Choosing Change Agents: It’s Not All About Position

One of the keys to success in an organization transformation is having the right people involved. Before any of the work can be done around planning and implementing change, it’s important to gain clarity on the roles involved and who will fill them.

A common assumption in organizations when choosing change agents is that because a person holds a position of authority or influence in the organization, they will automatically be the right person to take on a change leadership or change agent role. This is a natural thing to believe, because being in a position of leadership does give a person a certain amount of leverage or influence that can be advantageous in leading change transformations. And sometimes, it does indeed make sense for these people to take on the change agent role.

On the other hand, to be a good change agent requires specific competencies. Just because someone is in a leadership position, or just because they happen to have the time to take on extra work, does not mean they will make a good change agent—even if they are good leaders.

What to look for when choosing change agents

Part of being a change agent is having influence with people and across different parts of an organization. That influence might come from the role in the hierarchy that someone holds. But change agents can come from many different positions within the organization, or even outside of it. More important than position when choosing change agents is to choose people who have the innate ability to understand change and to act in ways that facilitate it.

So, how do you choose a good change agent when working on an organization transformation? What characteristics should you look for in potential agents of change?

Some of the things we encourage our clients to look for include:

  • Respected individuals. Perhaps it’s their technical expertise, or their communication style, or their past successes. Regardless, good change agents are typically people who have earned the respect of others in the organization.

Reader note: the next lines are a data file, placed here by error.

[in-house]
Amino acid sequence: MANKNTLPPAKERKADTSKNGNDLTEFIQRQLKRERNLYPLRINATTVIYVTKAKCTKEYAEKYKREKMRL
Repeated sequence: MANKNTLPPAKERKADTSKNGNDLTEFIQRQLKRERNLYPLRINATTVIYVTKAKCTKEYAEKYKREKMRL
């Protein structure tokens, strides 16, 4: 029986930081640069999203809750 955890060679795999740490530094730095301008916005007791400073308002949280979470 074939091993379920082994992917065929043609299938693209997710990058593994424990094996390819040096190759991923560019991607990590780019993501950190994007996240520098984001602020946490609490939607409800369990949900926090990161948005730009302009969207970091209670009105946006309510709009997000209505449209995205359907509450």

• Good teachers and communicators. A great change agent is also somebody who is able to connect the change with how work needs to be done. They have a knack for reaching people who may not fully appreciate what’s being asked of them and making it simple for them to understand what to do, why it makes sense to do it, and exactly how to implement it into the daily routines that need to be done.
  • Networkers and connectors. Sometimes the people who are running a large transformation won’t know who all the key people are. Whether it’s through positional power or just through their connections, the change agent should be able to point people in the transformation to others in the organization who can assist in influencing and implementing change.
  • Resilient in the face of change. One of the most under-appreciated aspects of change leadership is that those who are called to direct change are sometimes required to undergo big changes themselves. Change leaders must have the ability themselves to navigate times of change without it disrupting their ability to lead change in the organization and on behalf of others going through change.

Maintaining perspective

A change leader’s influence entails more than just positional power. Those who are leading organization transformations do need to take into account the importance of positional power when choosing change agents to assist with an organization transformation. However, it’s just as important to consider the intangible things people in any position can bring to the table during times of change. Sometimes, it’s these intangible characteristics more so than hierarchical positioning that makes for an effective change agent.